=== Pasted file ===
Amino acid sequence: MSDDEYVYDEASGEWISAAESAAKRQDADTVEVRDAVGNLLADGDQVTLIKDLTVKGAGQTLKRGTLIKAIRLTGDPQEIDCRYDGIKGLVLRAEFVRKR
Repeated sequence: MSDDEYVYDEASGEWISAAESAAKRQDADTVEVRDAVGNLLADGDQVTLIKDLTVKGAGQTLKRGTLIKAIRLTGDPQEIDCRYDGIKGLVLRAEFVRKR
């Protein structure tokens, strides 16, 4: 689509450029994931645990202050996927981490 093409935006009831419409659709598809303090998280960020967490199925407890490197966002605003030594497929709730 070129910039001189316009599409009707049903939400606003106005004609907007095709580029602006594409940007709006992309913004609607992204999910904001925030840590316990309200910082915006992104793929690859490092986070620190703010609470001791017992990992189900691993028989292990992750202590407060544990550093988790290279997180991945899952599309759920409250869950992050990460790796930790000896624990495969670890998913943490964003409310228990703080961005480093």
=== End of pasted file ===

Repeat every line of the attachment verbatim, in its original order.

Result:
Amino acid sequence: MSDDEYVYDEASGEWISAAESAAKRQDADTVEVRDAVGNLLADGDQVTLIKDLTVKGAGQTLKRGTLIKAIRLTGDPQEIDCRYDGIKGLVLRAEFVRKR
Repeated sequence: MSDDEYVYDEASGEWISAAESAAKRQDADTVEVRDAVGNLLADGDQVTLIKDLTVKGAGQTLKRGTLIKAIRLTGDPQEIDCRYDGIKGLVLRAEFVRKR
């Protein structure tokens, strides 16, 4: 689509450029994931645990202050996927981490 093409935006009831419409659709598809303090998280960020967490199925407890490197966002605003030594497929709730 070129910039001189316009599409009707049903939400606003106005004609907007095709580029602006594409940007709006992309913004609607992204999910904001925030840590316990309200910082915006992104793929690859490092986070620190703010609470001791017992990992189900691993028989292990992750202590407060544990550093988790290279997180991945899952599309759920409250869950992050990460790796930790000896624990495969670890998913943490964003409310228990703080961005480093």